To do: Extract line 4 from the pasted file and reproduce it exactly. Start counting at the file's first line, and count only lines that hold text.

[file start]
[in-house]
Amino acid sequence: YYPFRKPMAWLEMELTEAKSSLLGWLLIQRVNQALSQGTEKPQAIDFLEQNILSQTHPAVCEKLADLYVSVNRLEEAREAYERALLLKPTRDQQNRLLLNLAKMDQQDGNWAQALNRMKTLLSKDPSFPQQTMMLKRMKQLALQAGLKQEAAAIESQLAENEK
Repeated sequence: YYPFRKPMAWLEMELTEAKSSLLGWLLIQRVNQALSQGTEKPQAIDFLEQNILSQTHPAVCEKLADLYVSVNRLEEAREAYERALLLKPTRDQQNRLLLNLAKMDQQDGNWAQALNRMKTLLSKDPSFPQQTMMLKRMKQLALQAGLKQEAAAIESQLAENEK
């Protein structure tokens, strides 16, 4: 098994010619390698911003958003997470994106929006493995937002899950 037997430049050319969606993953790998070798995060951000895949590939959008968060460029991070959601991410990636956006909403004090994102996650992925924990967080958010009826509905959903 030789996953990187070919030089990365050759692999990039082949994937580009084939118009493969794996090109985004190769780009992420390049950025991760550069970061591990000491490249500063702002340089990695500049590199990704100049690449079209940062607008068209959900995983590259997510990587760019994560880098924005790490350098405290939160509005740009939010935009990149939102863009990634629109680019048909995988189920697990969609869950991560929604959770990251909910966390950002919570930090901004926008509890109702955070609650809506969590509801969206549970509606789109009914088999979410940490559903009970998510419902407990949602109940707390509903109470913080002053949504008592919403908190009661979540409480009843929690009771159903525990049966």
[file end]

């Protein structure tokens, strides 16, 4: 098994010619390698911003958003997470994106929006493995937002899950 037997430049050319969606993953790998070798995060951000895949590939959008968060460029991070959601991410990636956006909403004090994102996650992925924990967080958010009826509905959903 030789996953990187070919030089990365050759692999990039082949994937580009084939118009493969794996090109985004190769780009992420390049950025991760550069970061591990000491490249500063702002340089990695500049590199990704100049690449079209940062607008068209959900995983590259997510990587760019994560880098924005790490350098405290939160509005740009939010935009990149939102863009990634629109680019048909995988189920697990969609869950991560929604959770990251909910966390950002919570930090901004926008509890109702955070609650809506969590509801969206549970509606789109009914088999979410940490559903009970998510419902407990949602109940707390509903109470913080002053949504008592919403908190009661979540409480009843929690009771159903525990049966």